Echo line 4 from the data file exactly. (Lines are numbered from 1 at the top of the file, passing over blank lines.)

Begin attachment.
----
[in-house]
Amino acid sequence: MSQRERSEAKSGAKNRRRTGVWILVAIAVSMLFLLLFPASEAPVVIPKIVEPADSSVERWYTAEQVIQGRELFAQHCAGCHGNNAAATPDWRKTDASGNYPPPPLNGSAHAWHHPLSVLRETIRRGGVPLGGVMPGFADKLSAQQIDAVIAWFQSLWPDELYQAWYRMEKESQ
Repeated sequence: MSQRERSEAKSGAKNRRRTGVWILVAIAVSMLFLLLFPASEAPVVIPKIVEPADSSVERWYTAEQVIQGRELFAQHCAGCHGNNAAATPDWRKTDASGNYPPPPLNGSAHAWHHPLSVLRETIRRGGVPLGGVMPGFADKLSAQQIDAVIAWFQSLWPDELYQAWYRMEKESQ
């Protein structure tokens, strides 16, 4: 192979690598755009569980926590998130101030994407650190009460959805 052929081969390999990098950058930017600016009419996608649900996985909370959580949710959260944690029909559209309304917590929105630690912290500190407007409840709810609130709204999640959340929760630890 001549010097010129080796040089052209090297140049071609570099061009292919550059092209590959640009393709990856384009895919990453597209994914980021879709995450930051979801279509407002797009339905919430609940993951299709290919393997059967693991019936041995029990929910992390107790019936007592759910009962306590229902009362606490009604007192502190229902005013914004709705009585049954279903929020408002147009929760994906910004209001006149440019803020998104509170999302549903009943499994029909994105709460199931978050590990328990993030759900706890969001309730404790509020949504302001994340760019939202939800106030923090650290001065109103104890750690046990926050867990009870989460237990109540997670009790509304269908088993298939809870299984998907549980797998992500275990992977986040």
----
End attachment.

């Protein structure tokens, strides 16, 4: 192979690598755009569980926590998130101030994407650190009460959805 052929081969390999990098950058930017600016009419996608649900996985909370959580949710959260944690029909559209309304917590929105630690912290500190407007409840709810609130709204999640959340929760630890 001549010097010129080796040089052209090297140049071609570099061009292919550059092209590959640009393709990856384009895919990453597209994914980021879709995450930051979801279509407002797009339905919430609940993951299709290919393997059967693991019936041995029990929910992390107790019936007592759910009962306590229902009362606490009604007192502190229902005013914004709705009585049954279903929020408002147009929760994906910004209001006149440019803020998104509170999302549903009943499994029909994105709460199931978050590990328990993030759900706890969001309730404790509020949504302001994340760019939202939800106030923090650290001065109103104890750690046990926050867990009870989460237990109540997670009790509304269908088993298939809870299984998907549980797998992500275990992977986040």